I think its fair to say that everyone including you and I have hit a wall when it comes to making progress in the gym, losing body fat or building muscle. It can be one of the most frustrating things; especially if you’re impatient. I like to think of plateaus as my body telling me ‘do something different’, which will usually help you get past whatever plateau you’ve hit. But, what to do different? Here’s how I break through plateaus.


Usually we find ourselves training in our comfort zones; unless you have a PT or good training partner to push you, you’ll probably find yourself going through the motions of doing the same exercises, following the same sets and rep patterns that you did the previous week, month or even year! You’re pretty bored by now, not seeing much of a difference in your physique and your results are looking pretty average.

Get out your comfort zone and mix things up! We’re in an age where the Internet and mobile apps are full of information and programmes to give your training a refresh and put you out your comfort zone. Bodyspace is one of my favourite apps full of programmes written by top pros and thousands of people like you and I; try them! If it’s not your programme you struggle with but motivation then hire a PT to give you that extra push. We dedicate a lot of time in the gym so you want to make sure it’s time well spent.


Sometimes hitting a plateau is your body telling you to chill out and take a break. Trust me you’ll know when your body tells you this because that week of training will be pretty crap in the lead up to needing a break. “How long should I have off?” I recommend taking one week off at a time. You shouldn’t need to take time off too often though, no more than a week off every 12 weeks or so. You’ll be amazed how revived and energised you’ll feel. You might even surprise yourself with a few PR’s when you come back too.


If you’re like me and find it hard to take a week completely off from training then structure in deload weeks. These are weeks that you take your foot off the gas a little by reducing the weights you lift. I usually work to around 60% of my max on each exercise and hit between 10 and 20 reps (depending on the exercise). My main goal of a deload week is not to train to failure and leave a couple reps in the tank. After I take a deload week my body feels rested and ready to go! I get super motivated and hungry to get back to hitting some good weights in the gym.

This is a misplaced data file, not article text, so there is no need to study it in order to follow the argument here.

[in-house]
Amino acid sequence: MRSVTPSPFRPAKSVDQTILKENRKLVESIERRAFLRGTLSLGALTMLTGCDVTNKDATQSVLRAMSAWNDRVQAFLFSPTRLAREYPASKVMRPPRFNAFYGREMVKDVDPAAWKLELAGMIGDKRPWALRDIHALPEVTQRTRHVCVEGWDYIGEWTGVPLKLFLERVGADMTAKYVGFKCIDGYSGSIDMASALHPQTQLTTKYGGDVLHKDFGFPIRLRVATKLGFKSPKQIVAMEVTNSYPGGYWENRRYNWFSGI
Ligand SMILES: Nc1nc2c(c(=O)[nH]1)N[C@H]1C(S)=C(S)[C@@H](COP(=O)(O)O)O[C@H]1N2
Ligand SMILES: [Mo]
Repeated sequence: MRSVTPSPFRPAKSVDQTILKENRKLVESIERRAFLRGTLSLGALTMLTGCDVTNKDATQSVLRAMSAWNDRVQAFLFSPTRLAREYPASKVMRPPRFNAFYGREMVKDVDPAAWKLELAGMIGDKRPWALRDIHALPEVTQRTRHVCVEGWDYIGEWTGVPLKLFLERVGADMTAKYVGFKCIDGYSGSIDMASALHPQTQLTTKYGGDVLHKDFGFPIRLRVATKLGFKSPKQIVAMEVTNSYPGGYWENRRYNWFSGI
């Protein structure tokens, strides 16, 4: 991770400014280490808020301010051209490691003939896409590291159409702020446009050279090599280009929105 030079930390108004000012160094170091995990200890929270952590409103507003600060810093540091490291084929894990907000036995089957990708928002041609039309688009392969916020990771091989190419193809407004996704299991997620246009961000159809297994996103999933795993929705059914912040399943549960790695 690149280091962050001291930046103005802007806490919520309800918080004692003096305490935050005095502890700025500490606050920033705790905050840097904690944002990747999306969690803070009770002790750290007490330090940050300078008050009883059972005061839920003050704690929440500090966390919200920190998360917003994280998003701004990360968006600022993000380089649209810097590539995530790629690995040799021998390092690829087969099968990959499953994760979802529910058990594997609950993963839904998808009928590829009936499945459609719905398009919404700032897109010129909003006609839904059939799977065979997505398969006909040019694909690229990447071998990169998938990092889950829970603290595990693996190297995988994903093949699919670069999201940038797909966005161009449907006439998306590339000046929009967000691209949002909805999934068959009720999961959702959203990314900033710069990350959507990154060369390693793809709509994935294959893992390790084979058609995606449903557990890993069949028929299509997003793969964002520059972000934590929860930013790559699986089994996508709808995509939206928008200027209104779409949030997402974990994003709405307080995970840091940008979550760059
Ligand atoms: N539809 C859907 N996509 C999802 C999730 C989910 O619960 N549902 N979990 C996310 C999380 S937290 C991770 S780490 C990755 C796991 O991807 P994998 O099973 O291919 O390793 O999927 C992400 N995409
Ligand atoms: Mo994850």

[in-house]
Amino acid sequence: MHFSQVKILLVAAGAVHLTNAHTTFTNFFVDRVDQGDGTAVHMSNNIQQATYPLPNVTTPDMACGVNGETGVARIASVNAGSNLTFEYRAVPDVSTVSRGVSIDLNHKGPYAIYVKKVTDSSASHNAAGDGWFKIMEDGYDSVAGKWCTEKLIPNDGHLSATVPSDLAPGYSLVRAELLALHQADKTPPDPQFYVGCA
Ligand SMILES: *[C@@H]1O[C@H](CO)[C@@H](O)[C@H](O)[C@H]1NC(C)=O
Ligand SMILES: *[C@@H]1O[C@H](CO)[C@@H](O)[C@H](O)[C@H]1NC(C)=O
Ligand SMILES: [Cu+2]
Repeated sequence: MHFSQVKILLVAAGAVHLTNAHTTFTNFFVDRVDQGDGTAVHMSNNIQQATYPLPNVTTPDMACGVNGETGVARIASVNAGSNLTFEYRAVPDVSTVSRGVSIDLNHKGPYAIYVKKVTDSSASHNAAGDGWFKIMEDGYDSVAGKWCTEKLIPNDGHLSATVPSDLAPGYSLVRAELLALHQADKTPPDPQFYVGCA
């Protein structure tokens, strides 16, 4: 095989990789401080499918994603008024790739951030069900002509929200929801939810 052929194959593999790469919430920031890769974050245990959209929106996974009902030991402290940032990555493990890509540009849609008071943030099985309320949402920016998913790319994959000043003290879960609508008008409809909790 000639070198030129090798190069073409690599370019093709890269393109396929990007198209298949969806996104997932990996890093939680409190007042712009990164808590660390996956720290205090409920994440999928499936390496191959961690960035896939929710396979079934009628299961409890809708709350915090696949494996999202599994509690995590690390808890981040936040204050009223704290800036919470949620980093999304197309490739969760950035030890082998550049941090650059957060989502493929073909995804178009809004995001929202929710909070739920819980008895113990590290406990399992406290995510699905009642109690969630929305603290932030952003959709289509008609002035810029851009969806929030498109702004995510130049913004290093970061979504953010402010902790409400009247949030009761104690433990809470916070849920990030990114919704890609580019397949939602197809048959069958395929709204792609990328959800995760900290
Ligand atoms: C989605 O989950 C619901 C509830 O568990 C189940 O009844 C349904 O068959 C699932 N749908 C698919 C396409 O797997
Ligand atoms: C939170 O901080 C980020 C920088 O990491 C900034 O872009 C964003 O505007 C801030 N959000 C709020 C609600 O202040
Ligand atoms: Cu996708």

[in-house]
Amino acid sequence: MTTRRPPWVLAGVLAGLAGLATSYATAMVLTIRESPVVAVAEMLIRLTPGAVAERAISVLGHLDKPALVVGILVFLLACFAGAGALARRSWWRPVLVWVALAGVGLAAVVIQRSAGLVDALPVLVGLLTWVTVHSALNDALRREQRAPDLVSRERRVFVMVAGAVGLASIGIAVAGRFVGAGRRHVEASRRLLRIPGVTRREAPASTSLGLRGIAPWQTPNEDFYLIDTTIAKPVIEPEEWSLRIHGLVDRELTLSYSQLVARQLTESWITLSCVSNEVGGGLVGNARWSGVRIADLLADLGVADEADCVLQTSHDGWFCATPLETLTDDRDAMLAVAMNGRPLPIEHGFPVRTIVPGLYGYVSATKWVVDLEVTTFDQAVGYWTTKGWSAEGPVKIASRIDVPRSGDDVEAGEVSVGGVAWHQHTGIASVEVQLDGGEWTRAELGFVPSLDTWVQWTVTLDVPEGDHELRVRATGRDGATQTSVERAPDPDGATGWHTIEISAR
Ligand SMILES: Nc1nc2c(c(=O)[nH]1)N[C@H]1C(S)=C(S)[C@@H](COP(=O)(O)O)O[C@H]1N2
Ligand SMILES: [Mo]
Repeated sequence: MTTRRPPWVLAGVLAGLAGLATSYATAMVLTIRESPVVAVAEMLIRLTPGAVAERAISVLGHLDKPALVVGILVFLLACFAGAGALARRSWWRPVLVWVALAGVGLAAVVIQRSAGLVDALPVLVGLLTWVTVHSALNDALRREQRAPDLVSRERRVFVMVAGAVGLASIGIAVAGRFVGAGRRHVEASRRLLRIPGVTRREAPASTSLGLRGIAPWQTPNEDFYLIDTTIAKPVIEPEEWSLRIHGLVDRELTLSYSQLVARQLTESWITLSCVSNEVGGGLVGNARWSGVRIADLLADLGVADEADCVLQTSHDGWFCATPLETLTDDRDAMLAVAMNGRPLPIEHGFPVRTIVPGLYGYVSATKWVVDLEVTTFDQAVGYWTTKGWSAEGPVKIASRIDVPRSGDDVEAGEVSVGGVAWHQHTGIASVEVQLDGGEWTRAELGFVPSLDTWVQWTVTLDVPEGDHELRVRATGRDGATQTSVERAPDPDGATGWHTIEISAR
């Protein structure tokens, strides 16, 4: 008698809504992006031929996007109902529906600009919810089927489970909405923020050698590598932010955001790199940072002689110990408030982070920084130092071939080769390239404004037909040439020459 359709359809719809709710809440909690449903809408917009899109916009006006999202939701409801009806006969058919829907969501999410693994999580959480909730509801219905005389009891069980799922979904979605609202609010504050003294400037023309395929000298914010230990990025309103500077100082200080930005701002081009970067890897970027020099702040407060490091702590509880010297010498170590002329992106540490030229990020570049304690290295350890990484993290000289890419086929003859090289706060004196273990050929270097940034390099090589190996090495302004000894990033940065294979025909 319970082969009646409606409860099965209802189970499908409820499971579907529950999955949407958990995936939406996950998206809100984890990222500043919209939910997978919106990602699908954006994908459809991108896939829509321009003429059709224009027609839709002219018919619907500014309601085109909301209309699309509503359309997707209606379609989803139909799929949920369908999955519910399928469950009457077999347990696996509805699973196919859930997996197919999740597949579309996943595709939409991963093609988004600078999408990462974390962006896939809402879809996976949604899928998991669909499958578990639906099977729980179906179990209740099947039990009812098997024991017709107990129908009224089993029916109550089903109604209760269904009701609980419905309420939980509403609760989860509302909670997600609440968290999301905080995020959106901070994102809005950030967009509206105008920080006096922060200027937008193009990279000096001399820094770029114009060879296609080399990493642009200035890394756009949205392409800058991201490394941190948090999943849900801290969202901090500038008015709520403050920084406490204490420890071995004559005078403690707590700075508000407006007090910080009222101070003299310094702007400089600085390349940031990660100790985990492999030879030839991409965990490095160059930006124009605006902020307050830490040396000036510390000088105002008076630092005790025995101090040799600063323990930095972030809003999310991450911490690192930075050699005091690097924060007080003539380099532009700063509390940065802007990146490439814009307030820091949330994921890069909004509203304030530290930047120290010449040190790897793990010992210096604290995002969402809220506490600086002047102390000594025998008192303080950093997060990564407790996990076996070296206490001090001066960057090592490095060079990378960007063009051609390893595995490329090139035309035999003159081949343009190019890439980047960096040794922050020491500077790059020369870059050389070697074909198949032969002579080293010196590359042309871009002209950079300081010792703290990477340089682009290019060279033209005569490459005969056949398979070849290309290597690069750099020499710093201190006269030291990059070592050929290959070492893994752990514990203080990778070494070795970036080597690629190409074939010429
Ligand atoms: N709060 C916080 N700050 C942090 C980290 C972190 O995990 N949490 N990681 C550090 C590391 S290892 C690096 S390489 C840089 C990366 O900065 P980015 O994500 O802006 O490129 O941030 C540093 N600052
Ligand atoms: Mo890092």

When it comes to fat loss, if you’ve been dieting for months on end, your hormones will get supressed, which will inevitably affect your fat loss. When you’ve tried everything you can possibly try then now is a good time to take a diet break and just chill out for a week, eating a fairly normal diet. Don’t track your macros, don’t restrict your calories, just eat. This will help restore some of those suppressed hormones and give you some great psychological benefit too; feeling fuller and therefore happier. That week of training you’ll be full of energy and motivation to train hard.


If you’ve not been dieting for a very long time but feel like your training has gone flat or your fat loss has dramatically slowed down then it sounds like the time to introduce a refeed day. A refeed day involves eating to your maintenance calories or upwards into a surplus of calories coming from carbs. Keep your protein and fat fairly stable and increase your carb intake across the day; eating a range of complex carb sources with some more simple carbs around training. I usually feel full of energy the day following a refeed and take advantage by hitting a big muscle group like legs or back and end up having an awesome session! Have a refeed day once a week or use it on one of those days you feel flat and your energy levels are low.